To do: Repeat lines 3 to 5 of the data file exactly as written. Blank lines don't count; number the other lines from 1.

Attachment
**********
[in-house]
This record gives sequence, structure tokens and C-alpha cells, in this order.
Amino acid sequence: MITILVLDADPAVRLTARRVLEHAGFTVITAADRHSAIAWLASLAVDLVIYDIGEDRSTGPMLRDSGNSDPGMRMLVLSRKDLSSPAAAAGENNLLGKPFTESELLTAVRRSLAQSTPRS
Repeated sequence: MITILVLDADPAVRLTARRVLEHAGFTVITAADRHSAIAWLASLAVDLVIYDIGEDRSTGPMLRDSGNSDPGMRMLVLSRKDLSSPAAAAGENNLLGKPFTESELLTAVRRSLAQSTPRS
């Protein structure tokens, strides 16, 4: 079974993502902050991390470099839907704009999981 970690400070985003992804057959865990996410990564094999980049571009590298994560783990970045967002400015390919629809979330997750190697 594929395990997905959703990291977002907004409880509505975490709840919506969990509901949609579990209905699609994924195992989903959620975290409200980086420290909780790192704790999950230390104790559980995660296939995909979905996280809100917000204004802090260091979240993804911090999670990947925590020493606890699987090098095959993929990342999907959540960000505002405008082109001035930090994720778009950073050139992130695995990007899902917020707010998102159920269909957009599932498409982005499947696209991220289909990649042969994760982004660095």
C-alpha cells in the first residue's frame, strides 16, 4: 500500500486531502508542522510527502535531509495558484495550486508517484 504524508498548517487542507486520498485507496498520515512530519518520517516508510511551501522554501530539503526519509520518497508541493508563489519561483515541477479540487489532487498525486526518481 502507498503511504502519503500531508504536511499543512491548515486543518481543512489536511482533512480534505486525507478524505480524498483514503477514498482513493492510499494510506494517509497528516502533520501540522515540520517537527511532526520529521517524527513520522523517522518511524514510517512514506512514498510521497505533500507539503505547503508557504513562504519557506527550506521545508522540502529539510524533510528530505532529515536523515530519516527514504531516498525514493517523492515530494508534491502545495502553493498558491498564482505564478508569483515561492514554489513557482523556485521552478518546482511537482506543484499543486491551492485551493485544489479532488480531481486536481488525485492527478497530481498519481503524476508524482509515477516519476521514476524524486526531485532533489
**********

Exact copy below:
Amino acid sequence: MITILVLDADPAVRLTARRVLEHAGFTVITAADRHSAIAWLASLAVDLVIYDIGEDRSTGPMLRDSGNSDPGMRMLVLSRKDLSSPAAAAGENNLLGKPFTESELLTAVRRSLAQSTPRS
Repeated sequence: MITILVLDADPAVRLTARRVLEHAGFTVITAADRHSAIAWLASLAVDLVIYDIGEDRSTGPMLRDSGNSDPGMRMLVLSRKDLSSPAAAAGENNLLGKPFTESELLTAVRRSLAQSTPRS
């Protein structure tokens, strides 16, 4: 079974993502902050991390470099839907704009999981 970690400070985003992804057959865990996410990564094999980049571009590298994560783990970045967002400015390919629809979330997750190697 594929395990997905959703990291977002907004409880509505975490709840919506969990509901949609579990209905699609994924195992989903959620975290409200980086420290909780790192704790999950230390104790559980995660296939995909979905996280809100917000204004802090260091979240993804911090999670990947925590020493606890699987090098095959993929990342999907959540960000505002405008082109001035930090994720778009950073050139992130695995990007899902917020707010998102159920269909957009599932498409982005499947696209991220289909990649042969994760982004660095």